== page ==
Hiawatha and the Peacemaker

Book review by
Mary Eisenhart, Common Sense Media
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Gorgeous picture book brings timely peace message.

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The parents' guide to what's in this book.

Educational Value

The story of how the Iroquois tribes stopped warring among themselves and became one nation -- more than a century before Columbus set foot in North America -- will be new to many readers of all ages. Even kids too young for the vocabulary will appreciate the sound of Robbie Robertson's language and the vivid storytelling of David Shannon's images, and they'll be moved to return when they can read it for themselves (and play the accompanying song by Robertson). A historical note in the back of the book explains the origins of the story and the history of the Six Nations.

Positive Messages

Forgiveness, kindness, and perseverance all are part of delivering the Great Law: "Fighting among our people must stop. We must come together as one body, one mind, and one heart. Peace, power, and righteousness shall be the new way."

Positive Role Models & Representations

The Peacemaker, who overcomes his disability to help his people, and Hiawatha, who overcomes hatred and his need for revenge, work together to make life better for many. Often skeptical at first, the tribal leaders are moved to seek peace by the needs of their people.

Violence & Scariness

Hiawatha and the Peacemaker brings a strong antiviolence message, but young or sensitive kids might find some elements upsetting or scary. The tale begins as Hiawatha discovers that his family's been slain, and though we don't see the bodies of his wife and children, his lost loved ones appear from time to time in ghostlike images. Some images of the evil Tadodaho, who, among other things, has snakes coming out of his head, may be nightmare fodder. The Peacemaker's distinctive, mask-like face paint is benign, but clown-phobic kids may have issues here.


What parents need to know

Parents need to know that Hiawatha and the Peacemaker has nothing to do with the hero of Henry Wadsworth Longfellow's poem but instead is about two legendary 14th-century men who united the warring Mohawk, Cayuga, Onodaga, Seneca, and Oneida tribes into the People of the Long House -- one family who could live together in peace. Noted musician/songwriter Robbie Robertson, himself descended from Mohawk and Cayuga ancestors, first heard the tale as a child from a tribal elder. He retells it in strong, stately language, while Caldecott Honor winner David Shannon's rich, colorful illustrations bring the characters compellingly to life. Some images (such as the monstrously evil villain) and situations (the killing of Hiawatha's family) may be too intense for some kids.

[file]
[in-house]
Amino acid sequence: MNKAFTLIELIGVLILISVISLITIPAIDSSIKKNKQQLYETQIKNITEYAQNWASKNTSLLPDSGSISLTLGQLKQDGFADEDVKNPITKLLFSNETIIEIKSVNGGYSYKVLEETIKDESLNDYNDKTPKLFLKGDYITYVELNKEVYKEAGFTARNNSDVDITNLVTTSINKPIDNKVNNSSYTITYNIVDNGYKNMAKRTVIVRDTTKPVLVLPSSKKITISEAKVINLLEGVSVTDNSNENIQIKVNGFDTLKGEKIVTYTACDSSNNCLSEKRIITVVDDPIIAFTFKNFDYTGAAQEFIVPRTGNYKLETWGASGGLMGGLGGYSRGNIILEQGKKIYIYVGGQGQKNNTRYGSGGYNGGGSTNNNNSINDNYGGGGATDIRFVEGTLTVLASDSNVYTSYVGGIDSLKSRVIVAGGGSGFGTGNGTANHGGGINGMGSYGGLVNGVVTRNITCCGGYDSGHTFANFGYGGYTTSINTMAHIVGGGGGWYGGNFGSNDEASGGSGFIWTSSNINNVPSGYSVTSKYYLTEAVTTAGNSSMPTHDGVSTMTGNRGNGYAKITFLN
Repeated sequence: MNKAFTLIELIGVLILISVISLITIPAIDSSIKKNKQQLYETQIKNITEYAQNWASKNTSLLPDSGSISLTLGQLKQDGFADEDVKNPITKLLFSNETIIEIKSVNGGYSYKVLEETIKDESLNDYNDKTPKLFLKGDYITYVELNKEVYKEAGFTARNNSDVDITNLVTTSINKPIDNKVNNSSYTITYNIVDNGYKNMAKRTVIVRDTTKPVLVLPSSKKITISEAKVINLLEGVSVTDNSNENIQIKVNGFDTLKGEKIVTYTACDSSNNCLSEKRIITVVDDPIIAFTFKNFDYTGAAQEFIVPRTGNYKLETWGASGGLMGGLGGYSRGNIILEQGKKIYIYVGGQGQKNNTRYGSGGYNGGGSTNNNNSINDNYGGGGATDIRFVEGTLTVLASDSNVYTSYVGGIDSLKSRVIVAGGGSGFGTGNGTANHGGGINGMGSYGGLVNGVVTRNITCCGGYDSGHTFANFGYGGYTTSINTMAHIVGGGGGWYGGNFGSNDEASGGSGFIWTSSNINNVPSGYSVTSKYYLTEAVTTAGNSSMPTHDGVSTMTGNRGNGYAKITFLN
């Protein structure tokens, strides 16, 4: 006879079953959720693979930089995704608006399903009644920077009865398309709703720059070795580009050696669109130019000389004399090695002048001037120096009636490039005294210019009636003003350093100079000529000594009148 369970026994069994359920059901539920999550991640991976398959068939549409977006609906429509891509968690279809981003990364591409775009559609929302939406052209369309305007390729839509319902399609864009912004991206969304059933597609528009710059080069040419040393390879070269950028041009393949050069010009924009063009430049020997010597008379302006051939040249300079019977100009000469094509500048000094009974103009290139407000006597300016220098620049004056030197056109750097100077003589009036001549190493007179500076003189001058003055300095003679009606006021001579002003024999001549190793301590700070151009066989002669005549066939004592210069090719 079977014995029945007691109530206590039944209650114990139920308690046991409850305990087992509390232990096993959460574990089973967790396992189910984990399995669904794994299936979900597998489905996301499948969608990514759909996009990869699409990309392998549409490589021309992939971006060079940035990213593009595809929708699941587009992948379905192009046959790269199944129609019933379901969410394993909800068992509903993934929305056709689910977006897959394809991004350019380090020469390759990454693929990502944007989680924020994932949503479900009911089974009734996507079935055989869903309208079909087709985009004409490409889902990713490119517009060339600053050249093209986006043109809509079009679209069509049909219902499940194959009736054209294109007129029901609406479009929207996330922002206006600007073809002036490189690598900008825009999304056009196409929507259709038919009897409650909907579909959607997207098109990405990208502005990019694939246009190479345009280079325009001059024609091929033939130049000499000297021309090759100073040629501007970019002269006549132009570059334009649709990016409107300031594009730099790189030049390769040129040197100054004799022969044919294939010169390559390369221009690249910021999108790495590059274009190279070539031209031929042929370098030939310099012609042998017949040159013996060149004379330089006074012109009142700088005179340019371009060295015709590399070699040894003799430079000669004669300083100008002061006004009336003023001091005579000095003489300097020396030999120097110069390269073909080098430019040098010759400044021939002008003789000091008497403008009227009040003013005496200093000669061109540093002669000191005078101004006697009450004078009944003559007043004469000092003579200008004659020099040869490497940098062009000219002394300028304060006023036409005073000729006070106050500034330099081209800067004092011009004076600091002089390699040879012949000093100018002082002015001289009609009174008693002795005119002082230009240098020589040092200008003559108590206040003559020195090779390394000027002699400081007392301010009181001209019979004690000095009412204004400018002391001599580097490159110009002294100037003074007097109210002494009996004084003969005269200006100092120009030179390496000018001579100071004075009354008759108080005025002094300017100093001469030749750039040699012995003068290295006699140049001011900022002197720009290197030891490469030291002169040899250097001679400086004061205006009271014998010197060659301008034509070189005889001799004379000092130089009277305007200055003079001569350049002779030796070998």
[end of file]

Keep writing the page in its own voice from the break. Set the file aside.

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What's the story?

In the 14th century, Mohawk warrior Hiawatha returns home to find everything burned to the ground and his wife and daughters slain. Knowing this can only be the work of the evil Chief Tadodaho, Hiawatha is planning revenge when a stranger appears. It's the Peacemaker, who brings a new message: The five Iroquois tribes must stop warring with one another and behave as one family. His word is strong, but his voice is weak because of a speech impediment, so he asks Hiawatha, a fine speaker, to help him reach the tribes. Soon HIAWATHA AND THE PEACEMAKER set sail in a white canoe of hand-carved stone, hoping to persuade the nations to lay down their weapons; they face many challenges along the way.

Is it any good?

A long-overlooked, still-timely story, which Robbie Robertson first heard as a child from an Iroquois elder, comes to life in stately language and rich, brilliantly colored illustrations. Robertson complements the book's strong, poetic narrative with an audio track, "The Peacemaker," in which he tells another version of the legend. Kids too young to read the book themselves or to understand all the vocabulary will be drawn in by the sound and rhythm of the words, as well as by David Shannon's magnificent illustrations.

Sensitive or nightmare-prone kids may have trouble with some situations, especially the killing of Hiawatha's family, or images, especially of monstrous villains and characters in face paint.

Talk to your kids about ...

  • Families can talk about Native American history and what North America was like before the arrival of Columbus and other Europeans. What other stories do you know about this time?

  • Do you think that fighting makes sense as a way to solve problems, or do you think something else might work better?

  • Have you ever been nice to someone who hadn't been nice to you? How did it turn out?

Book details

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For kids who love picture books and history

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